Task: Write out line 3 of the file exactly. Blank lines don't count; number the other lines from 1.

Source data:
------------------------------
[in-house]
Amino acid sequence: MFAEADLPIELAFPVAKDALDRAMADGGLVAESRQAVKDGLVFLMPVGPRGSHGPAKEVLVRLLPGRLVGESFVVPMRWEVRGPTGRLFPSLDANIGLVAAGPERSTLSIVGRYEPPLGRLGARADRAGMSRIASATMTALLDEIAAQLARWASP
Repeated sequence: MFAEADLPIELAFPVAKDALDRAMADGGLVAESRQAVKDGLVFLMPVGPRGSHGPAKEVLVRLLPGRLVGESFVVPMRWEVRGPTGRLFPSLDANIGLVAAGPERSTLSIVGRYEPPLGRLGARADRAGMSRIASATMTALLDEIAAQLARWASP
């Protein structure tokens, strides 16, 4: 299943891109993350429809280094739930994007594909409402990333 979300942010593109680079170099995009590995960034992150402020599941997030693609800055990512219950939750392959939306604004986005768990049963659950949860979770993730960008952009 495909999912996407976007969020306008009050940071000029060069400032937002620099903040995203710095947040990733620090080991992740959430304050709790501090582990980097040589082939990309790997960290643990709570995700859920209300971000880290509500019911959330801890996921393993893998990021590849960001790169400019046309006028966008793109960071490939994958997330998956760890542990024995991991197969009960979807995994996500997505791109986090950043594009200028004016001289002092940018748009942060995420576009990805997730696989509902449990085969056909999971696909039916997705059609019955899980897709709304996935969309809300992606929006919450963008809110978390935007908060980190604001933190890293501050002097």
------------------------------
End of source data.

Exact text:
Repeated sequence: MFAEADLPIELAFPVAKDALDRAMADGGLVAESRQAVKDGLVFLMPVGPRGSHGPAKEVLVRLLPGRLVGESFVVPMRWEVRGPTGRLFPSLDANIGLVAAGPERSTLSIVGRYEPPLGRLGARADRAGMSRIASATMTALLDEIAAQLARWASP